Magazine article Judaism: A Quarterly Journal of Jewish Life and Thought

Jewish Lives: Rita Levi-Montalcini

Magazine article Judaism: A Quarterly Journal of Jewish Life and Thought

Jewish Lives: Rita Levi-Montalcini

Article excerpt

"HOW COULD YOU GO BACK TO A COUNTRY THAT persecuted you, that took away your citizenship, your profession, where you had to live underground to survive?" She was watering her plants, dozens of coral and crimson plants, in the living-room of the apartment she shares with her sister Paola. She put the watering-can on a table beside the black corduroy couch on which I was sitting. But she didn't answer. She only smiled a little as she went to the book-shelves in the hall, and returned with an armful of books that she placed next to the watering-can. It took me a long time to find the answer to my question, a time I spent reading quantities of books and papers, interviewing her colleagues, friends and relatives, going back and forth between the United States and Italy. The answer has to do with the singular nature of Italian culture and Jewish assimilation to this culture, as well as to the variable relationships between women and men in both Italy and the United States.

Rita Levi-Montalcini was born in 1909, and has just turned 90. Her carriage is erect, she is enviably slim, her hands don't tremble, she doesn't wear glasses. The wrinkles on her face she attributes to inordinate sunning at a much younger age. Her thick, gray hair is styled smartly and simply, and so are her clothes. Her eyes are greenish-gray, a light color unexpectedly frequent in dark-haired Italians. In 1986, she and her American colleague, Stan Cohen, received the Nobel Prize in Medicine/Physiology for the discovery of the Nerve Growth Factor (NGF).

I am looking at two pictures, juxtaposed, that appeared in "F," the Saturday magazine supplement of the Corriere della Sera, dated February 9, 1991, in a feature on famous Italian women, "As They Were ... and As They Are." One picture shows the Rita of five years ago, her right hand supporting her face, her mouth slightly widened by the hint of a smile. The other picture is a copy of a black-and-white photograph of a small, seated child, her delicately-embroidered white dress contrasting with the dark hair curling around a face also supported by the right hand. There is no hint of a smile on her full mouth, her eyes are not joyful. Are they hurt, sad?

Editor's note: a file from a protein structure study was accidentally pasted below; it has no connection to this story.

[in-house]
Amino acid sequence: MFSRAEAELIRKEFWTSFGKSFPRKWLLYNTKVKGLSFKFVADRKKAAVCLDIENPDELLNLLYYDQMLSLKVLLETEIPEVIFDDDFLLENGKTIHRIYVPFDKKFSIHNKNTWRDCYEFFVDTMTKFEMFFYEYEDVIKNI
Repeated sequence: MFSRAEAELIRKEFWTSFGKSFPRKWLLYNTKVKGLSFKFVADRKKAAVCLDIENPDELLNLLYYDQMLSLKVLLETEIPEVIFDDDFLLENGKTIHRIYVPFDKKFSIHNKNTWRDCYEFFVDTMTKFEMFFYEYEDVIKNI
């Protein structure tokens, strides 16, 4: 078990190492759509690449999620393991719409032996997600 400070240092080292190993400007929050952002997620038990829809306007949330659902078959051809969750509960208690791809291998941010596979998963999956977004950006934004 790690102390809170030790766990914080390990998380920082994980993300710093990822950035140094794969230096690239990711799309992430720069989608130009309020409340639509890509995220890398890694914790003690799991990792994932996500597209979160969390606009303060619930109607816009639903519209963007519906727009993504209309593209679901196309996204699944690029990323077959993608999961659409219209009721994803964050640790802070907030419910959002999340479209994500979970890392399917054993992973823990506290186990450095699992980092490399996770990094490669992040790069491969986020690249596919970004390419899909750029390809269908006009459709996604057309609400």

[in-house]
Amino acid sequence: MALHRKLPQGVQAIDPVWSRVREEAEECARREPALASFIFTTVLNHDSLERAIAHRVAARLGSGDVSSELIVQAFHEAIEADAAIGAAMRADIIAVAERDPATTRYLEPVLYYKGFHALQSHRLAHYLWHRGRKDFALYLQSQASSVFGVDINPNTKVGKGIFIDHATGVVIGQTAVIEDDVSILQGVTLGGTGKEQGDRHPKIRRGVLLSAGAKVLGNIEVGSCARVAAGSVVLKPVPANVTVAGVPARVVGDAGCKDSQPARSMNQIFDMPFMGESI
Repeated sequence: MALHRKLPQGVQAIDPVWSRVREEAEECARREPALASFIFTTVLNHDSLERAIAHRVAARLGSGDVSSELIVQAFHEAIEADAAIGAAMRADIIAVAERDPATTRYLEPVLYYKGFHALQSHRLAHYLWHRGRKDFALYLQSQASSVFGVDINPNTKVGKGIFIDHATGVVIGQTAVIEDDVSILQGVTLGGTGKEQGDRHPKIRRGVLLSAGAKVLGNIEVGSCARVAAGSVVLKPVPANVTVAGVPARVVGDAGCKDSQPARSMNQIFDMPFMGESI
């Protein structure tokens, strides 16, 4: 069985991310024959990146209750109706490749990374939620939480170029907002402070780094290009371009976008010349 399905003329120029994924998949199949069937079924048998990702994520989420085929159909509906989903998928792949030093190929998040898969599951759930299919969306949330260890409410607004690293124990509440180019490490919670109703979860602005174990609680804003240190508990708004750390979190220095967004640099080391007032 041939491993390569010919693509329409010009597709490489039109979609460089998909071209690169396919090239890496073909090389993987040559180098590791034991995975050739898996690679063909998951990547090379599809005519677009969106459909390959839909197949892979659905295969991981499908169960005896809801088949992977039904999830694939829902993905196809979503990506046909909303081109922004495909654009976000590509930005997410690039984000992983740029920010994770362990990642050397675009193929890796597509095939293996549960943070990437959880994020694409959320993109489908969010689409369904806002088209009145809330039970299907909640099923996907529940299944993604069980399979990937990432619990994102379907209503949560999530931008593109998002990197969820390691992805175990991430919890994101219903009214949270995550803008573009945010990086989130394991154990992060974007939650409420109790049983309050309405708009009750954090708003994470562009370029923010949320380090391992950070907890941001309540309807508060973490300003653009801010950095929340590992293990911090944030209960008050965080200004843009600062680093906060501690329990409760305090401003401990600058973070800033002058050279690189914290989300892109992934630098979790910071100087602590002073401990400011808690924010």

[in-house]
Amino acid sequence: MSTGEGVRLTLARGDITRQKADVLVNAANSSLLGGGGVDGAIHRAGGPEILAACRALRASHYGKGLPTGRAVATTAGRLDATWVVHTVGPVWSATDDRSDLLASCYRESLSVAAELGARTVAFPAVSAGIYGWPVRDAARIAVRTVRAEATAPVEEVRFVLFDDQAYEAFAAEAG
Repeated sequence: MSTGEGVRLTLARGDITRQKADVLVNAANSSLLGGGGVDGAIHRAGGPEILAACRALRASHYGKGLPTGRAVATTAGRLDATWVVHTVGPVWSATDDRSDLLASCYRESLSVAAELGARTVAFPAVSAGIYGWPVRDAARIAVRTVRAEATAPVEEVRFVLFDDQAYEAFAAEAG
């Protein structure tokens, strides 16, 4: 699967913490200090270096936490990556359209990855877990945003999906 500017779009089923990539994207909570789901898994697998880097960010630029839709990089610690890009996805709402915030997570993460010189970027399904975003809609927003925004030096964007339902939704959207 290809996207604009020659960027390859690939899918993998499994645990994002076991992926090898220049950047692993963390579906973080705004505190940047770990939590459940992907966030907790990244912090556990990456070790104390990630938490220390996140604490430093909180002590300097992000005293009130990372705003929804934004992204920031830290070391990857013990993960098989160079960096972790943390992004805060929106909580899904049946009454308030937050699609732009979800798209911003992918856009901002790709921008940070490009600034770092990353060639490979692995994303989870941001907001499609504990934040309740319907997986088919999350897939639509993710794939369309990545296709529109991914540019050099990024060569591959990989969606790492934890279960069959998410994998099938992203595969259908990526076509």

Here is the Rita of eighty years ago, who avoided physical contact with adults, especially her father. She would turn her face away when he bent to kiss her. Nor was he taken in by her excuse that his mustache prickled. In his turn, he played only with Paola, creating a division between the twins in which Rita told Paola everything, and Paola told Rita nothing. The wounds that Rita and her father inflicted on each other still festered at his death.

According to her autobiography, In Praise of Imperfection, her ancestors were Sephardic on both sides and traced their Italian roots back to the Roman Empire. [1] Considering that Italian Jews lost their rights as citizens in 1938, it is difficult to remember that at that time Jews had been living in Italy for well over two millennia. Near the end of the nineteenth century the grandparents moved from the substantial towns of Asti and Casale Monferrato in the Piedmont region of northern Italy, to Turin, the capitol, which had became a more hospitable city for Jews. Adele Montalcini met Adamo Levi in 1901; they married soon after, and had four children: Gino, Nina, Rita, and Paola.

Levi is an ancient name. With his two wives, Leah and Rachel, and two concubines, Jacob had twelve sons, each son biblically viewed as the founder of one of the Twelve Tribes of Israel, Levi being the third son. In the Revelation at Sinai the tribe of Levi, the Levites, received no land but were given a sacrosanct function: they were made responsible for assisting the priests in the Temple rituals. The patronymic "Levi," borne by many illustrious men and women, is frequently encountered in Jewish-Italian history. "Montalcini" is probably the area in Italy where Rita's maternal ancestors settled and whose name they adopted;Jews frequently took the names of Italian localities. …

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